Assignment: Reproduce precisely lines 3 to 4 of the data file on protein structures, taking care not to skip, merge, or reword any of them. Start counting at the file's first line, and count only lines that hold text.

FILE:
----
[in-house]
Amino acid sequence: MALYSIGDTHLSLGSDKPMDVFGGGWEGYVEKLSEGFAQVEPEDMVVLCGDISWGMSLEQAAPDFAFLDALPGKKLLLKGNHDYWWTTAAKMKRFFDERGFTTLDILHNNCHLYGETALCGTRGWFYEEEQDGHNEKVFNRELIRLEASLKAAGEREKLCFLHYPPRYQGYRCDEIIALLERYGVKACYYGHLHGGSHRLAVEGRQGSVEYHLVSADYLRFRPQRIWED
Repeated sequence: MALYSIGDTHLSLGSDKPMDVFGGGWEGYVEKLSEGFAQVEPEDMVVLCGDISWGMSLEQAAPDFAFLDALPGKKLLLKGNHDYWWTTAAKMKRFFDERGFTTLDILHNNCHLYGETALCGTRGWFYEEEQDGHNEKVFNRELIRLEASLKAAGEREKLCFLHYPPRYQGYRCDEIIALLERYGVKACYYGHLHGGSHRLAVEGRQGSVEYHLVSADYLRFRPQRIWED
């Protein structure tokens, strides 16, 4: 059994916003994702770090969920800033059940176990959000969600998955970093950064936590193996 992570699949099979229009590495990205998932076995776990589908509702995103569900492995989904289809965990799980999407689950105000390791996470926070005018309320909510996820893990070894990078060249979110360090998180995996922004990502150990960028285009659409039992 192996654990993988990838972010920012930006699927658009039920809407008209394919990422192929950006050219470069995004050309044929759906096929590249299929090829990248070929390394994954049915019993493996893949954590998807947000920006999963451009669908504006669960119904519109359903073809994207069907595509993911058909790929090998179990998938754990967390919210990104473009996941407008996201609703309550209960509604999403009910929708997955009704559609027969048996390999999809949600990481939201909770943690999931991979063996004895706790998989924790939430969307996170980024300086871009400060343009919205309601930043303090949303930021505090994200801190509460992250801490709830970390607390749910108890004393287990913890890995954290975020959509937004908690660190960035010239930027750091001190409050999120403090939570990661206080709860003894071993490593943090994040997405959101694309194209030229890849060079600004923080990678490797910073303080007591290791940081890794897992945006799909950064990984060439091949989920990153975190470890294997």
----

Repeated sequence: MALYSIGDTHLSLGSDKPMDVFGGGWEGYVEKLSEGFAQVEPEDMVVLCGDISWGMSLEQAAPDFAFLDALPGKKLLLKGNHDYWWTTAAKMKRFFDERGFTTLDILHNNCHLYGETALCGTRGWFYEEEQDGHNEKVFNRELIRLEASLKAAGEREKLCFLHYPPRYQGYRCDEIIALLERYGVKACYYGHLHGGSHRLAVEGRQGSVEYHLVSADYLRFRPQRIWED
């Protein structure tokens, strides 16, 4: 059994916003994702770090969920800033059940176990959000969600998955970093950064936590193996 992570699949099979229009590495990205998932076995776990589908509702995103569900492995989904289809965990799980999407689950105000390791996470926070005018309320909510996820893990070894990078060249979110360090998180995996922004990502150990960028285009659409039992 192996654990993988990838972010920012930006699927658009039920809407008209394919990422192929950006050219470069995004050309044929759906096929590249299929090829990248070929390394994954049915019993493996893949954590998807947000920006999963451009669908504006669960119904519109359903073809994207069907595509993911058909790929090998179990998938754990967390919210990104473009996941407008996201609703309550209960509604999403009910929708997955009704559609027969048996390999999809949600990481939201909770943690999931991979063996004895706790998989924790939430969307996170980024300086871009400060343009919205309601930043303090949303930021505090994200801190509460992250801490709830970390607390749910108890004393287990913890890995954290975020959509937004908690660190960035010239930027750091001190409050999120403090939570990661206080709860003894071993490593943090994040997405959101694309194209030229890849060079600004923080990678490797910073303080007591290791940081890794897992945006799909950064990984060439091949989920990153975190470890294997």